As soon as I saw that black screen I literally pissed my pants in shock that all that effort of getting so far had just been shut down. A silence hit the room, before I let out a huge NOOOOOOOOOOOOOOOOOO!!! Which followed with tears, then me beating my cousin up and then me going Godzilla on my toys kicking and throwing them at the wall, which eventually lead to my ass getting beaten by my mama.
So that’s the most emotion I’ve ever displayed in my gaming career, pissed my pants, beat my cousin up, Godzillard my toys, got my ass handed to me by my mama.
Gaming has been a big part of my life since I was little, happily sitting playing Bubsy or Super Mario All Stars on the Super Nintendo. At least until the Super GameBoy came along, then I was able to play Pokemon on my TV? Seeing my Blastoise and Mewtwo combo up on the cathode ray tube was quite breathtaking.
Fast-forward a few years to high school and I have fond memories of my friends and I spending time playing Age of Empires 2 at an Internet cafe. We would always start a free-for-all map and forge secret alliances if someone was getting too powerful. Instead of an endgame destroy everything and scorching their entire town, we would leave them a few workers and a chance to rebuild.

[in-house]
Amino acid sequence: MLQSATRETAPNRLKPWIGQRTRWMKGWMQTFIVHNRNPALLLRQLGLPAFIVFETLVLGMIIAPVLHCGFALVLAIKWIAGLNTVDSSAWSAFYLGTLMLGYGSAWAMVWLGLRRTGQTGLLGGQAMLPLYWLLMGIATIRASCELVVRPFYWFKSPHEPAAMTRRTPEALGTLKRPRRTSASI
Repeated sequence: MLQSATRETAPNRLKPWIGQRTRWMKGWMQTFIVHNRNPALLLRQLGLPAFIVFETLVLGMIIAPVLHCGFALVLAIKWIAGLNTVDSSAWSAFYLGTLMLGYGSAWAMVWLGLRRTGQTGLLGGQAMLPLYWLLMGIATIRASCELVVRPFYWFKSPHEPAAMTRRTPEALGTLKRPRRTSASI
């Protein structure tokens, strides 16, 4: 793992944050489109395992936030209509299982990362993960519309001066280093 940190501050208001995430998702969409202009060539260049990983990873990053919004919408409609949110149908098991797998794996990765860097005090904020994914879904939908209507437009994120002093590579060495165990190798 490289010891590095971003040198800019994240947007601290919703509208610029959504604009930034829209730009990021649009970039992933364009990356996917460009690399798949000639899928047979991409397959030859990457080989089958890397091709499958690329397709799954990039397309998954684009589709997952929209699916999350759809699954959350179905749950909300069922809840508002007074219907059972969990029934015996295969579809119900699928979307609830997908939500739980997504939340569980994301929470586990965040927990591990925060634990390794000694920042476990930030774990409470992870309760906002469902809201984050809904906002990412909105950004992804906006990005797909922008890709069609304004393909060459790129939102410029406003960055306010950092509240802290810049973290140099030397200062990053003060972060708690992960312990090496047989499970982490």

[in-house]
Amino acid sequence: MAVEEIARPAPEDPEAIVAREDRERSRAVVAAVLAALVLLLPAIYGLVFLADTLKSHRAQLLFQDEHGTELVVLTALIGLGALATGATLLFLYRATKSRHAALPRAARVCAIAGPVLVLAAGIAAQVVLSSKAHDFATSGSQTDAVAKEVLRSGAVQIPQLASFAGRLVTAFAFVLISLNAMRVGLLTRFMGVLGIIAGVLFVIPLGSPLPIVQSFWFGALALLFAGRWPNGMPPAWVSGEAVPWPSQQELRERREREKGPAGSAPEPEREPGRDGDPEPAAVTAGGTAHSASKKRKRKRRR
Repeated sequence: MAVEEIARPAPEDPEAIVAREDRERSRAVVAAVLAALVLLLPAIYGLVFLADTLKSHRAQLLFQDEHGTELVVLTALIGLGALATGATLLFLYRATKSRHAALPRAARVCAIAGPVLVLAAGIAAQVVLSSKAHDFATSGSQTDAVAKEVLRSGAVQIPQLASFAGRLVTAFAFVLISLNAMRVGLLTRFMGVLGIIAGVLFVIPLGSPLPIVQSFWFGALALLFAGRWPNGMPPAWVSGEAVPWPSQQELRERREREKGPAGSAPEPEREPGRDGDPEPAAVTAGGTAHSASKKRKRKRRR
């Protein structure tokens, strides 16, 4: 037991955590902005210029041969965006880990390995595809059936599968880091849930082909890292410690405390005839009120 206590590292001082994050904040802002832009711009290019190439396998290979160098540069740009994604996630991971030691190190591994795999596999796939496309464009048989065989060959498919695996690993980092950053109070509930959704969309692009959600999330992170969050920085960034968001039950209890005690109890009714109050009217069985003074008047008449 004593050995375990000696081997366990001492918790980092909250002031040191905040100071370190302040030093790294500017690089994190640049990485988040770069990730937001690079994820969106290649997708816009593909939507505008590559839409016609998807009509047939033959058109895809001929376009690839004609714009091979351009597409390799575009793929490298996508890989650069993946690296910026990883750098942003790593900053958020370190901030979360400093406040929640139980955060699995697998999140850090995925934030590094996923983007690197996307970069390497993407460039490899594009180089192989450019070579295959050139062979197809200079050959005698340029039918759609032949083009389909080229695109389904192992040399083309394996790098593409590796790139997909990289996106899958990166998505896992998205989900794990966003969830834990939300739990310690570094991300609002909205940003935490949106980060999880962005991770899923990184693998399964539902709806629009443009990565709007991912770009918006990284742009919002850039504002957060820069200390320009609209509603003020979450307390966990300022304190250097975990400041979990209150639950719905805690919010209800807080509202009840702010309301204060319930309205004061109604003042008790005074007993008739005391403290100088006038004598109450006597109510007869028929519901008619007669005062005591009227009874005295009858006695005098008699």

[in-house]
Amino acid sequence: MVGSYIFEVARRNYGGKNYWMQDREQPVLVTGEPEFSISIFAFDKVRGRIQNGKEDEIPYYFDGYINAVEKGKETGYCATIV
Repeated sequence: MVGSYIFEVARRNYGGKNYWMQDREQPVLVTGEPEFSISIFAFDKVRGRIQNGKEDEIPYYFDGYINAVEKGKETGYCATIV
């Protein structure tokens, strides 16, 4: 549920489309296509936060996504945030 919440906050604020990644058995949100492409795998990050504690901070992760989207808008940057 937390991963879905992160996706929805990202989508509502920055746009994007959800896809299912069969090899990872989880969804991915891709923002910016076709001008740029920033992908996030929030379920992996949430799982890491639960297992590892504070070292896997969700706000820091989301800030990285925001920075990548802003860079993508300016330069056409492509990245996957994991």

I love that human element of playing with friends and having them betray you, only to turn the tables with a double or sometimes even a triple cross. The shock you inflict on a mate when their army is out and you pull yours out of the battle at the last-minute and attack his base is priceless. If you then have your allies (who have promised to defend you whilst your army is out) start attacking your undefended workers you now have a great story to laugh about over a couple of beers and maybe a black eye.
What are some of your emotional gaming moments? Have you ever raged, cried or laughed yourself because of games. Let us know in the comments below if you’ve stood in awe of a game’s scenery or the music has brought you in and created the perfect mood for the moment.
If your emotional gaming moments happened when you were younger, check out our Childhood Video Game Memories article and re-live the good old days.